no regex is required (although checking for SQL injection is needed)
    Well, how'd you detect an sql inj attack?

    With an integer field its a snap with PHP, you tell PHP to turn the string into an integer, it returns 0 if the result is not a recognised integer.

    But with strings its only a matter of checking the incoming string contains the characters you allow.

    I suppose that with prepared statements in PDO and the like it makes sure the input is correctly filtered, but then we have to catch that mysql error and deal with it.

    That's just a PHP security coding habit to modify though.

    re: prefering text keys over numeric keys:
    Quote Originally Posted by r937
    2 GOOD or BAD? either

    i bet you cannot detect a timing difference if you set up a proper volume test and clear the cache in between
    I was hoping you would say that.

    You see that is a myth that needs debunking, and I have to admit I have been a protagonist of that myth, "databases prefer numbers".

    @r937, mark

    Its getting late over here - so I am going to re-read this from the start in the morning if you don't mind because I am afraid I am starting to lose the point of the thread just a tad.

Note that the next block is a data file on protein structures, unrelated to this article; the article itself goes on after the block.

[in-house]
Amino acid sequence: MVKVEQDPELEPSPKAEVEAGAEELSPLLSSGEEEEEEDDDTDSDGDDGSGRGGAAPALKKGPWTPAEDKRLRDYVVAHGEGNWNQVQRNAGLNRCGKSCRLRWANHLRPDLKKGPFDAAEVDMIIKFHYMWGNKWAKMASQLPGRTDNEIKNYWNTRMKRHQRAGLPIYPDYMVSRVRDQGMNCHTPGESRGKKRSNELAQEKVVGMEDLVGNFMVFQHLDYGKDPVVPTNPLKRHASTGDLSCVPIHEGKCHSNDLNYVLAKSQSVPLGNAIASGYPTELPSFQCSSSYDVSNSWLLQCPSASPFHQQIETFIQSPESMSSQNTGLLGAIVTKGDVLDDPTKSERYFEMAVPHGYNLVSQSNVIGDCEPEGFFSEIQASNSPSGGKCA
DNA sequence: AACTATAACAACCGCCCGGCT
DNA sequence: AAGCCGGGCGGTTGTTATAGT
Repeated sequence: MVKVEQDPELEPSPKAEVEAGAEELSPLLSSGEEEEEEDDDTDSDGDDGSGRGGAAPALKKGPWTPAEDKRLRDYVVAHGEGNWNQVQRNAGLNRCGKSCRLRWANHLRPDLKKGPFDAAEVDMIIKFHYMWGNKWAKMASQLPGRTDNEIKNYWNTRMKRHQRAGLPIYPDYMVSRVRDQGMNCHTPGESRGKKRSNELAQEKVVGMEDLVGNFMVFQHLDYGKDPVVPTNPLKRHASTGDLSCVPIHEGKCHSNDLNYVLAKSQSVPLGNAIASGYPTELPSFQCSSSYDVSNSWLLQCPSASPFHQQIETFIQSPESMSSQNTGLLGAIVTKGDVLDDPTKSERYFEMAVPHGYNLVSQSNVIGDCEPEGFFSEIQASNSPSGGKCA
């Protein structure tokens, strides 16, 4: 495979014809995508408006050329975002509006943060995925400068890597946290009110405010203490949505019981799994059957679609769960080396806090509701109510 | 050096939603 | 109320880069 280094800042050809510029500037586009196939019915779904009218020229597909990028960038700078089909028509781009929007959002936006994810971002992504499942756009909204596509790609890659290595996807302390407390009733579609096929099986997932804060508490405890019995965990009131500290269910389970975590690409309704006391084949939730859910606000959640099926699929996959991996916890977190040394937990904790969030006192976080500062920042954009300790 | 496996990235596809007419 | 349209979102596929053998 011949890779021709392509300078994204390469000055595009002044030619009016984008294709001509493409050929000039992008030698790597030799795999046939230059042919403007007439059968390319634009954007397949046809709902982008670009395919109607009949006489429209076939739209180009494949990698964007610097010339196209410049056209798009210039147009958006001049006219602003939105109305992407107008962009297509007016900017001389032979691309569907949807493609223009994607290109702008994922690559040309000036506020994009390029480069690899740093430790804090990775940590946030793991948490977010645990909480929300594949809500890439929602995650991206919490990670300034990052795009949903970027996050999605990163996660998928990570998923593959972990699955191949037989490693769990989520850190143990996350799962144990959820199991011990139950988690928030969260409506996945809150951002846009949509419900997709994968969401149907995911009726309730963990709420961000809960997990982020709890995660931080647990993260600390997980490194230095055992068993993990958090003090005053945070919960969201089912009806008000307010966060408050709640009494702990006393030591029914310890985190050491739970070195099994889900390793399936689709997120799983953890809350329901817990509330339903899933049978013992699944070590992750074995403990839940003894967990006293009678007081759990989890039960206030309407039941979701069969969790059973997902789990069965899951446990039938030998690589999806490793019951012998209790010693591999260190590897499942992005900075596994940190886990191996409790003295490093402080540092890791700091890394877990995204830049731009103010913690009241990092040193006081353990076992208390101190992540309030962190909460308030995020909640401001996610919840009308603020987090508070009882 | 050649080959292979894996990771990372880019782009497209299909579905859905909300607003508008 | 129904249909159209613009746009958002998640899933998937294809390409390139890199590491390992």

This has really got me thinking though, you see I have one eye on Semantic Web discussions too, and I am really quite pleasantly surprised with what I have discovered so far.

    I wonder if inserting and maintaining data carries as many benefits.

    Natural keys hmmm... going to have to look that one up now.

    So what, in easy to understand terms, are FDs?

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    Quote Originally Posted by Cups View Post
    So what, in easy to understand terms, are FDs?
    FDs are relationships between column values

    but let's pick that up again tomorrow

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    This is an interesting conversation. This doesn't seem to work and you were referencing the ability to create foreign keys that actually reference the same table. How would you do that or can a functional dependency only be implied?

    Code:
    create table navigation (
    	name varchar(20) NOT NULL
    	,parent_name varchar(20) NULL
    	,primary key(name)
    	,INDEX(parent_name)
    	,FOREIGN KEY(parent_name) REFERENCES navigation(name)
    ) ENGINE=INNODB;

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    So in regards to what your saying with primary keys taking this schema for example would the last be more beneficial? There won't be any type of performance lose because in the last I'm using a string as a primary key?

    Code:
    CREATE TABLE users (
    	id int(10) UNSIGNED NOT NULL auto_increment
    	,name varchar(15) NOT NULL	
    	,primary key(id)
    	,unique key(name)
    )ENGINE=INNODB;
    Code:
    CREATE TABLE users (
    	,name varchar(15) NOT NULL	
    	,primary key(name)
    )ENGINE=INNODB;

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    Quote Originally Posted by oddz View Post
    This doesn't seem to work ...
    what error message did you get? it works fine in 4.1